– One Way revisited

Retrospective (7/8/2016)
Patch #184 Pojagi patch

Original Post

Today I tackled a reverse appliqué that almost did me in …

A retro patch for June 16th, it’s a map of  Urbanna Creek at our friends’ home on One Way Lane. 
Based on satellite images …

and terrain maps …

it was a good way to learn how much detail is possible versus how much is advisable on a patch that is only 1.75″ high. And yes, the right side is really far off, but I’m not “going there” again (ha!)
I also spent some time browsing on Pinterest and discovered a Korean patchwork technique variously called bojagi or pojagi. Intrigued, I played with some scraps and ended up with a respectable square that showed off b/pojagi’s characteristic seams when backlit … 

For the record, here’s the front …

and the back (which has one seam in the upper left that was a particularly useful learning experience) …

I love that there are no loose ends (except on the as-yet unfinished edges). So … great, another project in the making. Right?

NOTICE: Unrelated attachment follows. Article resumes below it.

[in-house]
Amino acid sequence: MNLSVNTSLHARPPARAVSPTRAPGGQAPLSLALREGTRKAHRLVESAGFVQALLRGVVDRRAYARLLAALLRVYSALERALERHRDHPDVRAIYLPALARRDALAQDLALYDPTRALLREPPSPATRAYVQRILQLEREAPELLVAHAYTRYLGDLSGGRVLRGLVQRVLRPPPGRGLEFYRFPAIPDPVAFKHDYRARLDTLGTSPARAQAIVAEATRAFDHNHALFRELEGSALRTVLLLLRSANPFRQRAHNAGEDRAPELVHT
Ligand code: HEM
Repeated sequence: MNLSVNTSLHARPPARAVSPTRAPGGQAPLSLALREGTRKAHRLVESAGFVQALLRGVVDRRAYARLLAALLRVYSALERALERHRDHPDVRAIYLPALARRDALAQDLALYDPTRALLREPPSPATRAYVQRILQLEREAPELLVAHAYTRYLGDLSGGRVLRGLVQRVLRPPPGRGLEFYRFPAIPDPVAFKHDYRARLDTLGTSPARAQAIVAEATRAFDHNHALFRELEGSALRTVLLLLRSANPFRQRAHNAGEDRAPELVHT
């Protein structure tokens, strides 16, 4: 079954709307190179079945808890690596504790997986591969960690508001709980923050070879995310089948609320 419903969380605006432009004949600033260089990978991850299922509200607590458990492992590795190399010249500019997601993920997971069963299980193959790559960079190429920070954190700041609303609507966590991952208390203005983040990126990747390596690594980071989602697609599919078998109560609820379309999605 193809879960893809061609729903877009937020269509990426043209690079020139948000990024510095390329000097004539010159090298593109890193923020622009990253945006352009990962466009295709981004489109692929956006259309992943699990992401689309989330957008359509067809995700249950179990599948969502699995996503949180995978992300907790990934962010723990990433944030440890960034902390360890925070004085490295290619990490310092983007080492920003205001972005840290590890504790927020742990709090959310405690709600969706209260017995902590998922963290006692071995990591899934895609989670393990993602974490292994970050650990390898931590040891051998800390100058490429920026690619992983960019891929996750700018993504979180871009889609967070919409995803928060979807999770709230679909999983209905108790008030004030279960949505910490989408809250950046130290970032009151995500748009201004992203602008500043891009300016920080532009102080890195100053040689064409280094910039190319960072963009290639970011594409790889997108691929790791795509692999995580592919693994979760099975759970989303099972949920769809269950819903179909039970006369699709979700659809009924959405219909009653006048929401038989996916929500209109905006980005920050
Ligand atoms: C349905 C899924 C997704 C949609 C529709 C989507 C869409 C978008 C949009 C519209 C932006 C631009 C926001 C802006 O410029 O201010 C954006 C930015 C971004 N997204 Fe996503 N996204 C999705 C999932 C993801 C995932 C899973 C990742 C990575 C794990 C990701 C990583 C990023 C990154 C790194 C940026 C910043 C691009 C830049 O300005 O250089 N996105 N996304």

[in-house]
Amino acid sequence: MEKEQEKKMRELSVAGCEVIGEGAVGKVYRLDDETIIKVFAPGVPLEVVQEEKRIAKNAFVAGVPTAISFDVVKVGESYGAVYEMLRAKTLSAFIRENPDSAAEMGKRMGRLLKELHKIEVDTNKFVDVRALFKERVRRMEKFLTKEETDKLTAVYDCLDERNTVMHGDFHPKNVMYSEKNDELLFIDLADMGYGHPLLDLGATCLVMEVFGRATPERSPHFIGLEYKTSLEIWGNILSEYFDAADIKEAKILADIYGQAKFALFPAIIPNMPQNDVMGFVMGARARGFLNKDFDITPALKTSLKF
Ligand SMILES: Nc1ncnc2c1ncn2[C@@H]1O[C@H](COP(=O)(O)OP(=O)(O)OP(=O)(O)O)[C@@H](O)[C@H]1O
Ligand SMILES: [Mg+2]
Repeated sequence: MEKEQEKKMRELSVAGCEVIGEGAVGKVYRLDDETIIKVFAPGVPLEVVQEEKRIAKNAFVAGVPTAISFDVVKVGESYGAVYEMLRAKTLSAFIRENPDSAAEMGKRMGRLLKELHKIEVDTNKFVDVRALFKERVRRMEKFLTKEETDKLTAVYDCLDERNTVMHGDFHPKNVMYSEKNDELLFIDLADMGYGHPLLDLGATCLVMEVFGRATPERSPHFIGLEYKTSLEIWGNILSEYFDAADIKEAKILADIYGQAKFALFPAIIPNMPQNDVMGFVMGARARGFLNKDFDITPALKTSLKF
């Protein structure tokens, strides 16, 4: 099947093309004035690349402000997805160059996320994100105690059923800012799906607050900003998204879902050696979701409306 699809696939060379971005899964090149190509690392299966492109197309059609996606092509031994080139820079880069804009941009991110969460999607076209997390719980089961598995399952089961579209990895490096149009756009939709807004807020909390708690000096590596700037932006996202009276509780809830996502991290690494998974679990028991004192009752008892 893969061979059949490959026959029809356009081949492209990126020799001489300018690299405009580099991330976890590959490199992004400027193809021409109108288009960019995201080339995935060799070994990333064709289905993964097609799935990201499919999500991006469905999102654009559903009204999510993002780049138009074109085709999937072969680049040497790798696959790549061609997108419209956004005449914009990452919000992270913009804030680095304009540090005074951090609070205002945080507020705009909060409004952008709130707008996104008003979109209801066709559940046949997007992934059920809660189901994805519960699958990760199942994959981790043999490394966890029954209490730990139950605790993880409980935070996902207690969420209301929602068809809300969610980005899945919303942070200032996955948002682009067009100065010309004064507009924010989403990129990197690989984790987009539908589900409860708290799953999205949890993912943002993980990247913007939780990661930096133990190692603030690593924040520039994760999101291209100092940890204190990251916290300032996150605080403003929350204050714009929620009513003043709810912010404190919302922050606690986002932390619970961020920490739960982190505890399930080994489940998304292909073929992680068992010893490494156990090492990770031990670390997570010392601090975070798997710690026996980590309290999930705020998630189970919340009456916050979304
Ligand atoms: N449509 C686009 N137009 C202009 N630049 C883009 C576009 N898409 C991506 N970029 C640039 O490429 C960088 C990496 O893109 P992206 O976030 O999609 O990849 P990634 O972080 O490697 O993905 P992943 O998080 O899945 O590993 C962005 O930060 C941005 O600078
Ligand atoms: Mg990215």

Last, but not least, I started looking through the 275 photographs from our family photo shoot at the beach. While there are some truly lovely ones, my favorites turned out to be the ones depicting the craziness that comes of trying to wrangle 8 adults and 4 kids at bedtime and high tide (a volatile combination) …

Thanks Meg and Meliss, it was the perfect gift …

8 thoughts on “– One Way revisited

  1. you & Don look so happy & hey, that beach looks familiar, were you at Ocean Isle? love the new patch and wondering is Pojagi a variation of a flat fell seam?

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  2. We were in Avon, a couple of hundred miles northeast of where you celebrated your mom's birthday. The barrier islands are recognizable in their incredible beauty!And yes, b/pojagi is a form of felled seaming with any number of process variants to be found online. Not surprisingly, I gravitated to the handsewn versions, then tweaked them to suit my own style (\”never follow recipes exactly\” is my motto).

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  3. Oh, if you only knew … a video recording of the photo shoot would have revealed the reality, which was a mix of three-year-old angst and parental dismay. But you're right, Don and I were incredibly relaxed and happy. Grandparenting is grand indeed.

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